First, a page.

Skip to main content

Egypt’s Al-Azhar issues fatwa against video game

Egypt’s Al-Azhar has warned against the computer game Fortnite over a scene allegedly showing the Holy Kaaba, saying it will affect the values of Egyptians.
This illustration picture shows a person logging into Epic Games' Fortnite on their smartphone on Aug. 14, 2020.

Al-Azhar International Center for Electronic Fatwas has warned against the online video game Fortnite, saying it contains a portrayal of the destruction of the Holy Kaaba, in conjunction with the Hajj season.

In a statement published on its Facebook page on June 29, the center said it had previously warned against “some electronic games played by young people that distract them from their basic tasks of acquiring useful knowledge and lock them up in virtual worlds away from reality while inciting them to hatred and self-harm or the harm of others.”

The center said it will ban all electronic games that call for violence or contain false ideas that distort faith, Sharia or religion. 

“We call upon parents, educational and media bodies to explain the danger of such games and their physical, psychological and behavioral harm,” the statement read.

Al-Azhar’s ban on Fortnite sparked controversy on social media among Egyptians. Meanwhile, screenshots from the game went viral showing a virtually rendered model of the Holy Kaaba, with a character standing next to it with an ax about to destroy it.

Fortnite, developed by Epic Games, was first launched for personal computers in 2017. Its most famous release is the Fortnite Battle Royale, which is one of the shooting games where the player lands in an unknown area and has to search for weapons; other players try to kill them one by one in a struggle for survival. The game ends with one player being the winner, with the possibility of building alliances in combat.

Parliament member Ahmed Mhenni, undersecretary of the Egyptian parliament's Manpower Committee, told Al-Monitor that on July 3 he submitted a request for a briefing regarding the Fortnite-related fatwa issued by Al-Azhar Center.

He explained that online stores are filled with games, some of which incite violence, while others encourage terrorism or suicide and murder, and these electronic games are very dangerous for children, especially in their teenage years.

Mhenni called on the Ministry of Communications and all concerned state agencies to ban these games, which he believes affect Egypt's national security, incite violence and hatred, and directly affect the faith of children.

Several parliament members had submitted urgent requests in early July to the prime minister, the minister of communications, and the National Telecom Regulatory Authority to ban Fortnite.

Ahmed Hetta, member of parliament’s Communications Committee, called for an urgent meeting to discuss this issue and develop a plan to confront dangerous games that threaten religious, moral, and societal values among young people and adolescents.

Hetta told Al-Monitor he had previously warned against electronic games that seek to preoccupy young people and obscure their minds, with the intent to incite them to harm themselves and others.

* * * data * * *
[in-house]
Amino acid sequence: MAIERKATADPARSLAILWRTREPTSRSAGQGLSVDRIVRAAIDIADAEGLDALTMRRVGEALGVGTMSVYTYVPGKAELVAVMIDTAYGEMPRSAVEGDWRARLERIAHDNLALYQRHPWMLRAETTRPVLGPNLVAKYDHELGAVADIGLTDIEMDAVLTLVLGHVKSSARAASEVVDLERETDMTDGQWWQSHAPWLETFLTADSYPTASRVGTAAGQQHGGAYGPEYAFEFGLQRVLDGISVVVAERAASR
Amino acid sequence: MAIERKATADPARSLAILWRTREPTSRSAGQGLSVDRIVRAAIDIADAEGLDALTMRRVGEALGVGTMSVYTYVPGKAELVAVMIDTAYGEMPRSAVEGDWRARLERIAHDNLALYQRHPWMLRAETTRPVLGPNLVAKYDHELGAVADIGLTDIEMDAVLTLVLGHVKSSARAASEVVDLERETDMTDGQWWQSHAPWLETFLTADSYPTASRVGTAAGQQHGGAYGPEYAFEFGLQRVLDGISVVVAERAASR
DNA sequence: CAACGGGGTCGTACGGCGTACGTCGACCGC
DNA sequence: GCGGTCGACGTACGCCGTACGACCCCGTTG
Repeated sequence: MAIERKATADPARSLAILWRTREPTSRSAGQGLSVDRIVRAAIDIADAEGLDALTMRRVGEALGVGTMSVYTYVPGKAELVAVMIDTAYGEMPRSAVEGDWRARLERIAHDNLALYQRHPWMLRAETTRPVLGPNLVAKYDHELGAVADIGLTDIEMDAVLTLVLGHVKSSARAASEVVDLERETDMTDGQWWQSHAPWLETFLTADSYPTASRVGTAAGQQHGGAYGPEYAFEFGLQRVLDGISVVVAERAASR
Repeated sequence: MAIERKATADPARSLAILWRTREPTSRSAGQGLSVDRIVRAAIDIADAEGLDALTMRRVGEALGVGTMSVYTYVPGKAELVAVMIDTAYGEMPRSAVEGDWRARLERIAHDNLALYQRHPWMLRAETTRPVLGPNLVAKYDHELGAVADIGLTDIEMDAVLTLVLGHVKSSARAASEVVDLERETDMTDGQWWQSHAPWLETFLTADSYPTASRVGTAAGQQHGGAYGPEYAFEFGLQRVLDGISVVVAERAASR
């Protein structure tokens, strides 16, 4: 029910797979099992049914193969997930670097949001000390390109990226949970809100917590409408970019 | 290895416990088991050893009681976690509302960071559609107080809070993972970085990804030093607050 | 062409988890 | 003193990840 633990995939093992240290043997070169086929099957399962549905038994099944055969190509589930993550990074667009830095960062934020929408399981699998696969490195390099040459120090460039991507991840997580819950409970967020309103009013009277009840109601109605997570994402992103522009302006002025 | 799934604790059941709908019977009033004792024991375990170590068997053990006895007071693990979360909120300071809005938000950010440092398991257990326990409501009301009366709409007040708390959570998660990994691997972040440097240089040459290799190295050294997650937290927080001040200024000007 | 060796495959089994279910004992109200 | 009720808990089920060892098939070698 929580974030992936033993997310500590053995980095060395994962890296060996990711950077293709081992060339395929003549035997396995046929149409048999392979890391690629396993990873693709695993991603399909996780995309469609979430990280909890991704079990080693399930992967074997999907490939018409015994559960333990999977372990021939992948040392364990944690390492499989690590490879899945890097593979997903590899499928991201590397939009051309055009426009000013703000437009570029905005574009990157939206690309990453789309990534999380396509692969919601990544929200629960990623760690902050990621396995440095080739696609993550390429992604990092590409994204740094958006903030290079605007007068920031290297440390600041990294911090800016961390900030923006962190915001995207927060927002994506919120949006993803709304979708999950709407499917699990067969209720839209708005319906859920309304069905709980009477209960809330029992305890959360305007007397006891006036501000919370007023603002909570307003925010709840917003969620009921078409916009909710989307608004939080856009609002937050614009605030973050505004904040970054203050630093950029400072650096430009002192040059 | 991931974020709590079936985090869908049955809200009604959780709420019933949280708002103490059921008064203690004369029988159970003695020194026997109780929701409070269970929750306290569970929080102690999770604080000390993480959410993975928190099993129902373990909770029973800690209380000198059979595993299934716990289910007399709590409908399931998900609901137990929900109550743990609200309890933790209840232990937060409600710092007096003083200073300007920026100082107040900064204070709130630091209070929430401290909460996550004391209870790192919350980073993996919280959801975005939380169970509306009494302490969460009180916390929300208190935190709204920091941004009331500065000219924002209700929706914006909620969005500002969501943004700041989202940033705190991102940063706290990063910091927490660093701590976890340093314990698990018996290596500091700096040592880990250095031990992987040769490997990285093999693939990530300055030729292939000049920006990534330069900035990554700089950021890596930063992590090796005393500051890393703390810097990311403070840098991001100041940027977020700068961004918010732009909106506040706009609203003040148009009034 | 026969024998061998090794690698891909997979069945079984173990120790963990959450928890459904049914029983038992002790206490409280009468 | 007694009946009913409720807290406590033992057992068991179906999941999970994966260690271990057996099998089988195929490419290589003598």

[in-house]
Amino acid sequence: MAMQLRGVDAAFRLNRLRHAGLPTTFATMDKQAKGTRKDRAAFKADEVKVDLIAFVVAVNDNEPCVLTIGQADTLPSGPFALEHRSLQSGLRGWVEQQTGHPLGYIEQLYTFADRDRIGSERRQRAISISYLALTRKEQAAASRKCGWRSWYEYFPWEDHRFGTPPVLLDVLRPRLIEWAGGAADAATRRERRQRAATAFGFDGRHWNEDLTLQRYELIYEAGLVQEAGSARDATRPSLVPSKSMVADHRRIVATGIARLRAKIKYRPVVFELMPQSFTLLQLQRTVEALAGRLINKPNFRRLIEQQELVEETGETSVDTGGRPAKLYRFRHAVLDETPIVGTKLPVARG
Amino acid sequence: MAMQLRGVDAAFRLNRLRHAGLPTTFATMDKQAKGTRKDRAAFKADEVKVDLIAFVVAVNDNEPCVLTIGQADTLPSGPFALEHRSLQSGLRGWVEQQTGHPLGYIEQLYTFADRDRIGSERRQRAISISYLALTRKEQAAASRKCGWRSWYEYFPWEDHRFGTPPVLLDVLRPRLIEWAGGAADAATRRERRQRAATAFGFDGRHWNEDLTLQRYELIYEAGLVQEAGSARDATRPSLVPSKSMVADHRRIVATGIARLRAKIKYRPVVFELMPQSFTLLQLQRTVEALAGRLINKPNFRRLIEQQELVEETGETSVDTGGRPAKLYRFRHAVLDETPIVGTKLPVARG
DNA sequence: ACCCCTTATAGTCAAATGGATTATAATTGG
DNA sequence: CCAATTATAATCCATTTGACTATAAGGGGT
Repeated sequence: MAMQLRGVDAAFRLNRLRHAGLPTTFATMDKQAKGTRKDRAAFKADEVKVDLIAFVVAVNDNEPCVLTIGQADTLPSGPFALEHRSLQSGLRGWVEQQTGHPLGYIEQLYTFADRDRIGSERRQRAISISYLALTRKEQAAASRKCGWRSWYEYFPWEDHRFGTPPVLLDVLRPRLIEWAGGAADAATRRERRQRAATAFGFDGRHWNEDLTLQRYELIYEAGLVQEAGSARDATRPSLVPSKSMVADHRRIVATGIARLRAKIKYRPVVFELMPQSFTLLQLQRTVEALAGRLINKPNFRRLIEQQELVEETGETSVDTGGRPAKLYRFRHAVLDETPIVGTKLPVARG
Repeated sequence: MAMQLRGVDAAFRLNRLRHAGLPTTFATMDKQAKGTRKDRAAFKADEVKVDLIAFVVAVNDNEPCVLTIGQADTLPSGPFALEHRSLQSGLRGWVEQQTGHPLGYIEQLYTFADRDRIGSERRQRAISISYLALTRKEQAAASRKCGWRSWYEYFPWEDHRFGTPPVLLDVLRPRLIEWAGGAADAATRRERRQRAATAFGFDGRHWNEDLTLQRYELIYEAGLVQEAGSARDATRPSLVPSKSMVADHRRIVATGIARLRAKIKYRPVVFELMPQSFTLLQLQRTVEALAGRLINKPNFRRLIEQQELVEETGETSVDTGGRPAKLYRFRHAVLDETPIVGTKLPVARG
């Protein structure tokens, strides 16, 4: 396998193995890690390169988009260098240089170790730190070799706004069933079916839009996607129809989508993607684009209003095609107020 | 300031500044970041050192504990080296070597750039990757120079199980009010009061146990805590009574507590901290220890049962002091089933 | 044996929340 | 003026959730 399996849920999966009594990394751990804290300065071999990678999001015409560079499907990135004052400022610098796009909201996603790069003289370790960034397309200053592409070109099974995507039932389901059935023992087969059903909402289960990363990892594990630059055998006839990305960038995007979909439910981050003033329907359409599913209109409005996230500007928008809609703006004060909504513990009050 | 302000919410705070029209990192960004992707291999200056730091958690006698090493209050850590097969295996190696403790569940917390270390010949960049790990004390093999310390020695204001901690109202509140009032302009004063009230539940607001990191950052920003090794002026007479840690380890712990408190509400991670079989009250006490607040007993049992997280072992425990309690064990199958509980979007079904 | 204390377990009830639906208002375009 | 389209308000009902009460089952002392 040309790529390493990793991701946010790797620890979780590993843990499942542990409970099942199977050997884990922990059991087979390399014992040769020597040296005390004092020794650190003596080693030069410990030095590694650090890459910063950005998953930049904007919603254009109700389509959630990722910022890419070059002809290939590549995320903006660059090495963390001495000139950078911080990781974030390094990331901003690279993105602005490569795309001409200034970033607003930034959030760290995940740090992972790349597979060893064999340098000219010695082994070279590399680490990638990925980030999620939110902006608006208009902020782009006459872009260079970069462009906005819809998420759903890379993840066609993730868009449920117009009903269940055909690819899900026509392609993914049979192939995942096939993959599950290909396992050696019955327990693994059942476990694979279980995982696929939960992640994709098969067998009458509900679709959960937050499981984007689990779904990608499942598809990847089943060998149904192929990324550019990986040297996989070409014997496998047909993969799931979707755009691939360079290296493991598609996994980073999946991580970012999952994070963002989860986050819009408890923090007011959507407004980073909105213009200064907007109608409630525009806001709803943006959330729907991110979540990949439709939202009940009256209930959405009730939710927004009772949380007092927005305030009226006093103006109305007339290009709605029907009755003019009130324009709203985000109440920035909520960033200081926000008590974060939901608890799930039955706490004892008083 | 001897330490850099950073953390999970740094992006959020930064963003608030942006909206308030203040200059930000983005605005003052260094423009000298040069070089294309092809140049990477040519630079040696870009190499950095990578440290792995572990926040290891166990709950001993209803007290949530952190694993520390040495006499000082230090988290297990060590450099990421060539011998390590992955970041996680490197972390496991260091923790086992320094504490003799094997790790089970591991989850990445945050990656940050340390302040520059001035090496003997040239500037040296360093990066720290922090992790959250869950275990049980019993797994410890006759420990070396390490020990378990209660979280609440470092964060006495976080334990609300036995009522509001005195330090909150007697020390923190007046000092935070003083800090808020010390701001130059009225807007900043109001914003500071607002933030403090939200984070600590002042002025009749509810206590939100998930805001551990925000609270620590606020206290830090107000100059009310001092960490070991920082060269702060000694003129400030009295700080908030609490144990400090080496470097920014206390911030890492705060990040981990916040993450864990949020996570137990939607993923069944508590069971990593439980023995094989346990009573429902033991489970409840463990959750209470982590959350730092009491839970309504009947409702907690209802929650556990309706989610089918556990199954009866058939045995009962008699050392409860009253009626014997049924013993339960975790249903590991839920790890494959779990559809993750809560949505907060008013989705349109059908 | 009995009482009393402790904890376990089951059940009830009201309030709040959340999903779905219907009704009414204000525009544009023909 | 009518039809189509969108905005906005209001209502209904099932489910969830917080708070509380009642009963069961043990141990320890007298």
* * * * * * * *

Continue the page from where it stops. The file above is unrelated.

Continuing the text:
He said he had previously submitted a request for a briefing to both the prime minister and the minister of communications to ban the online blackout challenge, or the blue scarf game, which had spread widely among young people.

Meanwhile, Islam Ghanem, a cybersecurity expert, told Al-Monitor, “Fortnite was developed and released in 2017 by an American company. The high-quality graphics in the game attract players and lead them to overlook everything else. Such games want to convey messages to Muslims, such as the idea of destroying the Kaaba, but in a different way that children can accept.”

He said “the ideas and perceptions that some electronic games broadcast are worse than terrorism, as some children get so much into the virtual reality that when they go to the Kaaba in real life, they would want to do the same thing they do in the game. I am sure the game’s developers did not resort to experts in psychology.”

Ghanem said Fortnite has left an impact on youth worldwide and has led to a type of addiction among many.

In this context, the Fortnite team stressed in a Facebook post on June 29 that it respects all religions, denying claims that players can destroy a construction resembling the Kaaba.

“The content referred to is the result of in-game modifications by players using Fortnite's ‘creative mode,’ but this does not allow the option to demolish the Kaaba,” the statement read.

The statement added, “We would like to emphasize that our team respects all religions and we work closely with the creators of the game in order to provide a safe gaming experience for all our players.”

In August last year, Apple and Google had removed Fortnite, which has more than 350 million users, from their app stores. In a statement, Apple said it had removed Fortnite for reasons related to violating the guidelines specified by the policy of its online store. Google issued a similar statement but noted that the game is still available through other means on the Android operating system.

More from Rasha Mahmoud